It remains to be seen whether the looming suspension of Buccaneers quarterback Jameis Winston compels the team to release him. While that’s still an unlikely outcome (the NFL’s specific findings against Winston will become a major factor, along with the possibility of further unexpected developments), it’s safe to say that the suspension will become relevant to whether the Bucs make Winston the first quarterback ever drafted by the team to get a second contract.
Which means that the Bucs could decide to move on from Winston after the 2018 season, especially if the Bucs move on from G.M. Jason Licht and/or coach Dirk Koetter. Indeed, a new regime would be untethered to Winston, and it would be much easier for someone with no ties to him to make a detached, unbiased decision about Winston’s future than Licht and Koetter.
But here’s the risk for the Bucs, if they choose to kick the can until after the 2018 season and to decide on whether to keep Winston before his $20.9 million base salary for 2019 becomes fully guaranteed in March. Because the money is guaranteed for injury in 2018, and because the guarantees applicable to the fifth-year option don’t evaporate due to a suspension, the Bucs will be on the hook for the full $20.9 million if Winston suffers an injury during the 2018 season that keeps him from passing a physical before the amount becomes fully guaranteed in March.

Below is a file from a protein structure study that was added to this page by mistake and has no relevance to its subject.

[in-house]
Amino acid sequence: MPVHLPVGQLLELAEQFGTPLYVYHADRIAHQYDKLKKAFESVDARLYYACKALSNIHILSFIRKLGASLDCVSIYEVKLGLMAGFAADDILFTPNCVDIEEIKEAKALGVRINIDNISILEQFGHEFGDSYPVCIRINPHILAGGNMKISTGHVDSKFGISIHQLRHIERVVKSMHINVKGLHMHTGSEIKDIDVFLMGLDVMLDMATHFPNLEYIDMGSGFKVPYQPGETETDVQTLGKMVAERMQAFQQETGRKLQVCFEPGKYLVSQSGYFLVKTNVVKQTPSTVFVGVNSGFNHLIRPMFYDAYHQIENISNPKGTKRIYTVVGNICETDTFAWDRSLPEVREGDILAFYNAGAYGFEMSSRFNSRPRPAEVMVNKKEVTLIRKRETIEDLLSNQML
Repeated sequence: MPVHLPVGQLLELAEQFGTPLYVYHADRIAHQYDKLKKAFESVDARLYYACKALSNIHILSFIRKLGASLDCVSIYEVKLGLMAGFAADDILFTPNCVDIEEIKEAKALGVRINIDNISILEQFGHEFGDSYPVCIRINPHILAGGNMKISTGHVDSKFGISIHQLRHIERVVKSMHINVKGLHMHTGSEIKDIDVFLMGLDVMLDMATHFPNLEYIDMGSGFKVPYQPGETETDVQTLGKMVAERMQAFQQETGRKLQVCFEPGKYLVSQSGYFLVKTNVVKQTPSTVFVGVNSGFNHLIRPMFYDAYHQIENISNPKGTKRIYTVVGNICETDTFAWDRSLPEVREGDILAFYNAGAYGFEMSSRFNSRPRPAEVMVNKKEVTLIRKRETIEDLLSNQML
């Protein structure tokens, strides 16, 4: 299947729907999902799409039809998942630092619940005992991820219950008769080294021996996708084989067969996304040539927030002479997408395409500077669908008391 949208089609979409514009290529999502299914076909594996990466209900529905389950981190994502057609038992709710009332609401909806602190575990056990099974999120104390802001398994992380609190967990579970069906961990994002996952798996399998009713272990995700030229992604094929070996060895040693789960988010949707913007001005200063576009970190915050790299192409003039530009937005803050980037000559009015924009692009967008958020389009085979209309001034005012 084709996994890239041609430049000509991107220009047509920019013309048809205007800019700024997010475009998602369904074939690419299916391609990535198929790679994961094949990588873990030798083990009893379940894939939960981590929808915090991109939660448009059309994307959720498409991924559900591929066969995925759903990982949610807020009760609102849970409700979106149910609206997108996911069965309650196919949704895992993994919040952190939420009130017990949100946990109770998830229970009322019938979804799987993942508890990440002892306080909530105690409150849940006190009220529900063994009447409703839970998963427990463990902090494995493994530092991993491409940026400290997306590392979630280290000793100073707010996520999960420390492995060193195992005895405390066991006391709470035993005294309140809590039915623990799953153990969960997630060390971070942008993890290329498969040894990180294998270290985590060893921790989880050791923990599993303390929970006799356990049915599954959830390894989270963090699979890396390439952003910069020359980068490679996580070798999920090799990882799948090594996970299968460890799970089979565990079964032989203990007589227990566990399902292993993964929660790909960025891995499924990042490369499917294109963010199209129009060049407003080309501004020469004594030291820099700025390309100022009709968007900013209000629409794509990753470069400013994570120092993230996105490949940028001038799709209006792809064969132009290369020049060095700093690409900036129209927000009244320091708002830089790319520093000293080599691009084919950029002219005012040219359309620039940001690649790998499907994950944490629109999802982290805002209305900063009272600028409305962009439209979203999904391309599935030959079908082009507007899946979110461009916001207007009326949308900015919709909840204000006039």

The Jaguars welcomed that risk in 2017 with Blake Bortles. Washington refused to do so in 2015 with Robert Griffin III, putting him on ice for the entire season. While the risk of owing Winston $20.9 million next year likely won’t be a deciding factor on the question of whether to cut him, it could become relevant to the analysis if the specific findings the NFL makes against Winston create enough of an outcry to make it a close question.
In other words, if the NFL paints an ugly picture about Winston’s interactions with the Uber driver and/or if other unsavory witnesses have unflattering things to say about Winston, the ability to sidestep a $20.9 million gamble could be enough to get the Bucs to make a decision driven by principle, not by winning.